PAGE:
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Friday, October 21, 2016

In Search of the Truth About the Controversial Dengue Vaccine


Wazzup PIlipinas!

"The majority of the people are not really aware on how Dengue really attacks the body. I do believe if we can educate them the chances of surviving will increase dramatically and we may even reach a point that dengue deaths will be zero. Thus, this advocacy." - Dr. Richard Mata

Sanofi Pasteur, a French multinational pharmaceutical company, led by Dr. Bouckenooghe, Mr. Joshua_Nealon, and Dr. Ruby Dizon, recently conducted a media conference about the dengue vaccine.

The event was held at the Dusit Thani hotel in Makati city on October 20, 2016. It allowed us the opportunity to ask them several questions about the dengue vaccine, including the many issues that has made it very controversial.

While the Department of Health (DOH) Secretary Paulyn Jean Ubial assured that the newly registered vaccine was safe for use, there has been an awful lot of questions about this sudden, undue haste in providing the dengue vaccine. The vaccine is the first ever approved for use to prevent dengue, a mosquito-borne disease endemic in the Philippines. Should we express concern that children in the Philippines are being used as “guinea pigs” since the country was the first in Asia to implement the vaccination?

The government purchased the dengue vaccine in March this year and was delivered in the same month. The vaccine was just registered by the Food and Drug Authority on Dec. 22, 2015. The Department of Health (DOH) started to give the first of three doses of the vaccine from April to July this year to almost 500,000 children in Metro Manila, Southern Luzon and Central Luzon.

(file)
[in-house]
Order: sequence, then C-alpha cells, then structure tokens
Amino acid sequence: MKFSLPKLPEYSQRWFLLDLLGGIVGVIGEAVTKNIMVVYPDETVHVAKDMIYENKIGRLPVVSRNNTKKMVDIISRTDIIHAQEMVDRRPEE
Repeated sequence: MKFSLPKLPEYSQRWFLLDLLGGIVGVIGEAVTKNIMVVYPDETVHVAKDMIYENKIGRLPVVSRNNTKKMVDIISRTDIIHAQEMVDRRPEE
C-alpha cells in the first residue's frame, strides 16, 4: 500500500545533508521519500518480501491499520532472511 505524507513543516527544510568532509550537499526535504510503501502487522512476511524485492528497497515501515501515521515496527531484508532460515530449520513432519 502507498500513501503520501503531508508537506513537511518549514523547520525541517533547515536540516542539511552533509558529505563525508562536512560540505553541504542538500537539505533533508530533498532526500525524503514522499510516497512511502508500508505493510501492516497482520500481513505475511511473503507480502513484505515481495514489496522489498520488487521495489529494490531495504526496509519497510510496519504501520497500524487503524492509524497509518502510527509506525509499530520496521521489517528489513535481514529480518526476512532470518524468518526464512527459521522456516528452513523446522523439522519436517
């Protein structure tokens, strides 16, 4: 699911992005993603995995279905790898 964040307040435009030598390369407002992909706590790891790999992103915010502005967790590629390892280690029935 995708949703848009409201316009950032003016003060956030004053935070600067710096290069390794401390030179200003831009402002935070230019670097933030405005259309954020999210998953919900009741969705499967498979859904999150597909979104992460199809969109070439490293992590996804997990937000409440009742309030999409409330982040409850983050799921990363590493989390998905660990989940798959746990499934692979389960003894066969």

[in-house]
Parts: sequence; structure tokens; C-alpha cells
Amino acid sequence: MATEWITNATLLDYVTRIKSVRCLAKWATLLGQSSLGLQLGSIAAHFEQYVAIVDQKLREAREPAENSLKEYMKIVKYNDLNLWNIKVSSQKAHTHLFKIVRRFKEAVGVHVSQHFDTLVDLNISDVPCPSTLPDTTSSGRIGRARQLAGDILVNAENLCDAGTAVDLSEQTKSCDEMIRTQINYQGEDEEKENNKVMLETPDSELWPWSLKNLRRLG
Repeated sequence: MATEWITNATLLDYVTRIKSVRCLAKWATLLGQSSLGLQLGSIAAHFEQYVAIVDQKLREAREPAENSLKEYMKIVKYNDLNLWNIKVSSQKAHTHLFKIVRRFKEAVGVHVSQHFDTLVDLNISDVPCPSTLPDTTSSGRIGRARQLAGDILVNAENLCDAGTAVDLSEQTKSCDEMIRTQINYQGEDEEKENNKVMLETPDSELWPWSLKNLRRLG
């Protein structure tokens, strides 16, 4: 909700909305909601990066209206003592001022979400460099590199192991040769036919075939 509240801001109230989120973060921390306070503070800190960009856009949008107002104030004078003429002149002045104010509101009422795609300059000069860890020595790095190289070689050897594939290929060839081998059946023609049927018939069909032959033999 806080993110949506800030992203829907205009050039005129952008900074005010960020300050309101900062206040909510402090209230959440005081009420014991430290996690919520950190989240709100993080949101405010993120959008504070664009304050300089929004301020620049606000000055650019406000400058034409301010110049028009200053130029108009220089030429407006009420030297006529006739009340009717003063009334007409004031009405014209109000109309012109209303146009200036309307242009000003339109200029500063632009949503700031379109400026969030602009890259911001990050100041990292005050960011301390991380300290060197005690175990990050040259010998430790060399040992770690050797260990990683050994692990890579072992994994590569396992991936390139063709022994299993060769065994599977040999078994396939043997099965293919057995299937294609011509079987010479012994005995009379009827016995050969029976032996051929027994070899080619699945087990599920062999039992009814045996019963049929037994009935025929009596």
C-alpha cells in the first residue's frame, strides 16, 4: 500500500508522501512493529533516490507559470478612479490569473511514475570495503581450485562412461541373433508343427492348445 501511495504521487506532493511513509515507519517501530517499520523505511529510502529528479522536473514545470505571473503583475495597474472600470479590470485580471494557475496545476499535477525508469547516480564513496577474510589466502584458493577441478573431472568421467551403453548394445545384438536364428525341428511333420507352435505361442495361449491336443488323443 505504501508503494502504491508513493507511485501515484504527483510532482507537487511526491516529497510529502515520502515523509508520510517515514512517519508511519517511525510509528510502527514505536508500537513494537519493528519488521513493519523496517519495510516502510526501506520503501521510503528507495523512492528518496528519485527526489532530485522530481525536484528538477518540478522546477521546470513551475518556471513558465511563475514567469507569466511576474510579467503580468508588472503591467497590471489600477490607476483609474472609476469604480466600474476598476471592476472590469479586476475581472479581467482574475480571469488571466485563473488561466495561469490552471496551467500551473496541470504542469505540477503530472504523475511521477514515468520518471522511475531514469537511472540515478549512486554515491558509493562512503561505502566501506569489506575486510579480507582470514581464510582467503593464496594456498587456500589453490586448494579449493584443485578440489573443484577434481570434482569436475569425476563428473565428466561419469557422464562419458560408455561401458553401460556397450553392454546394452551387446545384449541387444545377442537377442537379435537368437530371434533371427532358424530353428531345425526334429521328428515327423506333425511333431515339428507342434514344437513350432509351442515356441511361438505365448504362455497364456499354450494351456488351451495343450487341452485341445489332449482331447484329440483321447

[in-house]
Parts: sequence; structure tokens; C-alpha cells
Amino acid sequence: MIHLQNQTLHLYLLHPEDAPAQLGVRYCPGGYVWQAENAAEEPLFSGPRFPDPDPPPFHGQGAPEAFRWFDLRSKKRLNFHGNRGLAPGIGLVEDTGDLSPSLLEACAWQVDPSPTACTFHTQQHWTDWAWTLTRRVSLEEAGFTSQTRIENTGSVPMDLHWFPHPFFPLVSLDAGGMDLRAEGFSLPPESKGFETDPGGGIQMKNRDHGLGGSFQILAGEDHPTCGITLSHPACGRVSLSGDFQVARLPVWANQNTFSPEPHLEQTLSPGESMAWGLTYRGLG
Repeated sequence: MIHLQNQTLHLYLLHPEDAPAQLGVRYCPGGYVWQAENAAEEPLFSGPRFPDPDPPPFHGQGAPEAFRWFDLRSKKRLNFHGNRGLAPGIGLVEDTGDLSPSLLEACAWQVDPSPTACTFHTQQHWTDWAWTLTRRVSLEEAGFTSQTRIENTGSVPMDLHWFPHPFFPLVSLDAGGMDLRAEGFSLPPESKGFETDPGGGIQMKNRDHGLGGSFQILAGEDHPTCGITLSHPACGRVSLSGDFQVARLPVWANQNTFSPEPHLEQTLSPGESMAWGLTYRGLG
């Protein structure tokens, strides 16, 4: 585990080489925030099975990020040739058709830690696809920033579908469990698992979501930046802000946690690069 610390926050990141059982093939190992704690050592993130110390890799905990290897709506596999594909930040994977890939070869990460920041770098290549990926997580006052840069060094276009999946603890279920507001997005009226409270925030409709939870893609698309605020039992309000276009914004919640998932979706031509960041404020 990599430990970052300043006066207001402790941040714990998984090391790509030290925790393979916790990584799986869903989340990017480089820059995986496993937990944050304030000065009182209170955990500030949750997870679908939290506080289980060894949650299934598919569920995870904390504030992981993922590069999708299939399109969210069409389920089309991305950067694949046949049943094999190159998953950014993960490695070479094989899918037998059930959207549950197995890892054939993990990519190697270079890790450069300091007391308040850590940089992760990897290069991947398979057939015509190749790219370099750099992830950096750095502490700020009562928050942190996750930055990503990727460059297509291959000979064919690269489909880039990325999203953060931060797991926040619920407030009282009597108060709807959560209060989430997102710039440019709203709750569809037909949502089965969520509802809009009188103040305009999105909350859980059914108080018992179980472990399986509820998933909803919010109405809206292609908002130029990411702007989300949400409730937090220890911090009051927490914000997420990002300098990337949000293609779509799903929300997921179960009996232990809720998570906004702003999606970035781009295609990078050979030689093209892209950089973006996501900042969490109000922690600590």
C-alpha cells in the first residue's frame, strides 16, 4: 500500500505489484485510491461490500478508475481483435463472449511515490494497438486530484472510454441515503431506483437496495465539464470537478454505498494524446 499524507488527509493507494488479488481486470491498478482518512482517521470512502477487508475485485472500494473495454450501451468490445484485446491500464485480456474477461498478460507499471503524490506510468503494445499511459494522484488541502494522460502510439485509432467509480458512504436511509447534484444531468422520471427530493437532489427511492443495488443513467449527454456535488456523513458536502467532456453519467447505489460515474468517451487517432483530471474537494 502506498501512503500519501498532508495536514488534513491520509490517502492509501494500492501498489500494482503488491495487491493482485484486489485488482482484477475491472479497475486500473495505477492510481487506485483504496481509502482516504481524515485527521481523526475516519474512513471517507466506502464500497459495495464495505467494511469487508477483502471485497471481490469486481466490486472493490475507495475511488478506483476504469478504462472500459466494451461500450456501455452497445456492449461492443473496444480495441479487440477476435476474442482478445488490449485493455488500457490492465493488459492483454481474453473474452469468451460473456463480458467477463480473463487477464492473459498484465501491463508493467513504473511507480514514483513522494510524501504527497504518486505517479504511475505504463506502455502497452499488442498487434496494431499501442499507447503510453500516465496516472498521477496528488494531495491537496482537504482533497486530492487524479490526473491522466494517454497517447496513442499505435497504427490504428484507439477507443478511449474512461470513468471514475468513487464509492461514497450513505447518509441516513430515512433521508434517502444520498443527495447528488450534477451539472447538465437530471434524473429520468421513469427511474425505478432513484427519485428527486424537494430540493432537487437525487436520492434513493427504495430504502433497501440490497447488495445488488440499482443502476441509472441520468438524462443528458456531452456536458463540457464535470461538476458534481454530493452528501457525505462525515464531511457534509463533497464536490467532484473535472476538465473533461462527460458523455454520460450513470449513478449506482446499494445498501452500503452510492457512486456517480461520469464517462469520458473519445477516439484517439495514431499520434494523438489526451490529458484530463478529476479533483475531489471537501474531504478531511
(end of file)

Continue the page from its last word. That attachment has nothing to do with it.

The question that people ask is "What was the “undue haste” in providing a dengue vaccine worth P3.5 billion to almost half-a-million children during the administration of former President Benigno Aquino III?"

From Dr. Antonio Dans, Professor from the UP College of Medicine, "Just an opinion - excellent trial which reduces dengue cases by almost 60%. Hope at last! But should government fund this vaccine for P3B? The incidence of Dengue is 400 cases per million (Philippine health Stats 2012). Thus, vaccination of 1M children, as planned by DOH, will prevent 240 cases a year - which is good. But at the cost of P3B?? That's >12M per case of dengue prevented."

A post from the top Emergency Medicine expert who used to serve as DOH Usec. himself, Prof. Dr. Ted Herbosa, reiterates that "We are today the "laughing stock" of the international health policy expert community because we registered a nouvelle dengue vaccine for marketing to our people. That is still fine, even Mexico did that. For the rest of all the other countries in the world, this dengue vaccine is still in Phase III. By registering this in our FDA and giving it PNDF exempt status, we artificially have declared it to be in Phase IV Trials. Pharma company benefits on this one.

Here is the punch line, and Mexico didn't do this. And why we are now the big joke in the international health policy world.

Our government funded this vaccine with 3.5 billion pesos of people's tax money sans WHO Strategic Advisory Group of Experts (SAGE) and cost benefit analysis research not funded by the pharmaceutical industry."

Aside from the DOH Dengue prevention campaign, there should also be a campaign that focuses on truths about the disease and hydration. The dengue vaccine is surrounded by multiple issues brought about mostly by rumored political agendas mainly due to the transition from one administrations to the next, we can't help but think that the Filipino people are the ones made to suffer. In the middle of all these debatable greed, the citizens of the Philippines would have to live with the thought that we may have become the victims.